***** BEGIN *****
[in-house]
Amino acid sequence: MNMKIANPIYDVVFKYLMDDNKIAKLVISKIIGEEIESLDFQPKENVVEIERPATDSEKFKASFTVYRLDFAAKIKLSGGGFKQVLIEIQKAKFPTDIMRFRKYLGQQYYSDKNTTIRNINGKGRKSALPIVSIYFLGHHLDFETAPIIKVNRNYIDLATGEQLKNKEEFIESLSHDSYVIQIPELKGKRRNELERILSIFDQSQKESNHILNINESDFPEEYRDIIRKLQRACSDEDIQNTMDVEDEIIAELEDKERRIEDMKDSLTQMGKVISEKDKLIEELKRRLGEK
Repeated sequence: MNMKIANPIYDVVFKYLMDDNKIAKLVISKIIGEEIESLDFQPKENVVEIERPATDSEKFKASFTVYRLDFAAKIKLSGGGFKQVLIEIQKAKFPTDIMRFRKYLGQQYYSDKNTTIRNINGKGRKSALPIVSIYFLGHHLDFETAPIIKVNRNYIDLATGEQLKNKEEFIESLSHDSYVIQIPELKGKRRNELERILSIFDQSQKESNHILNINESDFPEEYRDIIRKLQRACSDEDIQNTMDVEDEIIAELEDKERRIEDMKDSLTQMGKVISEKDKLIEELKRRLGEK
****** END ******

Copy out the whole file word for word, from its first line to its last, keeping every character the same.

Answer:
[in-house]
Amino acid sequence: MNMKIANPIYDVVFKYLMDDNKIAKLVISKIIGEEIESLDFQPKENVVEIERPATDSEKFKASFTVYRLDFAAKIKLSGGGFKQVLIEIQKAKFPTDIMRFRKYLGQQYYSDKNTTIRNINGKGRKSALPIVSIYFLGHHLDFETAPIIKVNRNYIDLATGEQLKNKEEFIESLSHDSYVIQIPELKGKRRNELERILSIFDQSQKESNHILNINESDFPEEYRDIIRKLQRACSDEDIQNTMDVEDEIIAELEDKERRIEDMKDSLTQMGKVISEKDKLIEELKRRLGEK
Repeated sequence: MNMKIANPIYDVVFKYLMDDNKIAKLVISKIIGEEIESLDFQPKENVVEIERPATDSEKFKASFTVYRLDFAAKIKLSGGGFKQVLIEIQKAKFPTDIMRFRKYLGQQYYSDKNTTIRNINGKGRKSALPIVSIYFLGHHLDFETAPIIKVNRNYIDLATGEQLKNKEEFIESLSHDSYVIQIPELKGKRRNELERILSIFDQSQKESNHILNINESDFPEEYRDIIRKLQRACSDEDIQNTMDVEDEIIAELEDKERRIEDMKDSLTQMGKVISEKDKLIEELKRRLGEK